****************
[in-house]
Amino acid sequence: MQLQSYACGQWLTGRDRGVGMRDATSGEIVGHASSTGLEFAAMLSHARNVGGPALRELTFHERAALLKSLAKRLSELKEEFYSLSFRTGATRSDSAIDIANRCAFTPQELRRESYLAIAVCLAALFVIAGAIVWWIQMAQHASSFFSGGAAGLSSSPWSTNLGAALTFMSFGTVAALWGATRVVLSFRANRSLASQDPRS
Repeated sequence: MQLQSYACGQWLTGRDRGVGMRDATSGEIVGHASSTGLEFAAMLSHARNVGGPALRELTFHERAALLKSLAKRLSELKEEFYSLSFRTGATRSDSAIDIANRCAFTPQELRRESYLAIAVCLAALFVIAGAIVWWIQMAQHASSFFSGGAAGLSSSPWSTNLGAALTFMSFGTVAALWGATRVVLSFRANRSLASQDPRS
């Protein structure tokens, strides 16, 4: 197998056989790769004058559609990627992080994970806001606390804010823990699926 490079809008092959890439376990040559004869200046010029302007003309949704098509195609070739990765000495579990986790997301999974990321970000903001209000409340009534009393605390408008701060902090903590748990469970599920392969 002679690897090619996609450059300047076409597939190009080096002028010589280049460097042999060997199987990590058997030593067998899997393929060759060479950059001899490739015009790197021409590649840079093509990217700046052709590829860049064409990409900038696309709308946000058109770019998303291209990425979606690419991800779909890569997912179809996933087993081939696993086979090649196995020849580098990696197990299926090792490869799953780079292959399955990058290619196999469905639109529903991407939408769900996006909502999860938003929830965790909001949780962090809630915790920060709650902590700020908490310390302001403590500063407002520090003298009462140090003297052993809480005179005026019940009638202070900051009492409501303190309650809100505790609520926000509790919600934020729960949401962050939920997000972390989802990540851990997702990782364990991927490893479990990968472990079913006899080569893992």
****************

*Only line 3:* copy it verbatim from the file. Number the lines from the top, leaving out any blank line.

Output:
Repeated sequence: MQLQSYACGQWLTGRDRGVGMRDATSGEIVGHASSTGLEFAAMLSHARNVGGPALRELTFHERAALLKSLAKRLSELKEEFYSLSFRTGATRSDSAIDIANRCAFTPQELRRESYLAIAVCLAALFVIAGAIVWWIQMAQHASSFFSGGAAGLSSSPWSTNLGAALTFMSFGTVAALWGATRVVLSFRANRSLASQDPRS